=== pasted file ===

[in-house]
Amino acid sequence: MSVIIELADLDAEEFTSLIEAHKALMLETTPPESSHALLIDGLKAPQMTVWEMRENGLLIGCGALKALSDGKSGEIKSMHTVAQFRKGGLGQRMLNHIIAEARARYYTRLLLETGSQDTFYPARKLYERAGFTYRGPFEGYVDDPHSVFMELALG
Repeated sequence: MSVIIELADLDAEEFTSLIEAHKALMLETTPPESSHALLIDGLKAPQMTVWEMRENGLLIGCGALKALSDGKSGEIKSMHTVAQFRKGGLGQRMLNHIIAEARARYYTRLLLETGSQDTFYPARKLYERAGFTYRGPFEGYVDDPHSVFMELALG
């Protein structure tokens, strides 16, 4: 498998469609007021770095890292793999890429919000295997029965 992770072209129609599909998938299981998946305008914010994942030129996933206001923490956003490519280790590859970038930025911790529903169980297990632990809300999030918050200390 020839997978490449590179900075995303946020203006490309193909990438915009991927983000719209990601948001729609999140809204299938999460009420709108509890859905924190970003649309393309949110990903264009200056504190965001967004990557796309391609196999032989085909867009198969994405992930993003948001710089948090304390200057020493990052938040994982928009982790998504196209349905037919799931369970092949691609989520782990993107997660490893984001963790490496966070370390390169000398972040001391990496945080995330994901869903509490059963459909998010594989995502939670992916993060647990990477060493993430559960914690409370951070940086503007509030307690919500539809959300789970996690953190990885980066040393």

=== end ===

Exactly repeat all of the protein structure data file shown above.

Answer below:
[in-house]
Amino acid sequence: MSVIIELADLDAEEFTSLIEAHKALMLETTPPESSHALLIDGLKAPQMTVWEMRENGLLIGCGALKALSDGKSGEIKSMHTVAQFRKGGLGQRMLNHIIAEARARYYTRLLLETGSQDTFYPARKLYERAGFTYRGPFEGYVDDPHSVFMELALG
Repeated sequence: MSVIIELADLDAEEFTSLIEAHKALMLETTPPESSHALLIDGLKAPQMTVWEMRENGLLIGCGALKALSDGKSGEIKSMHTVAQFRKGGLGQRMLNHIIAEARARYYTRLLLETGSQDTFYPARKLYERAGFTYRGPFEGYVDDPHSVFMELALG
């Protein structure tokens, strides 16, 4: 498998469609007021770095890292793999890429919000295997029965 992770072209129609599909998938299981998946305008914010994942030129996933206001923490956003490519280790590859970038930025911790529903169980297990632990809300999030918050200390 020839997978490449590179900075995303946020203006490309193909990438915009991927983000719209990601948001729609999140809204299938999460009420709108509890859905924190970003649309393309949110990903264009200056504190965001967004990557796309391609196999032989085909867009198969994405992930993003948001710089948090304390200057020493990052938040994982928009982790998504196209349905037919799931369970092949691609989520782990993107997660490893984001963790490496966070370390390169000398972040001391990496945080995330994901869903509490059963459909998010594989995502939670992916993060647990990477060493993430559960914690409370951070940086503007509030307690919500539809959300789970996690953190990885980066040393």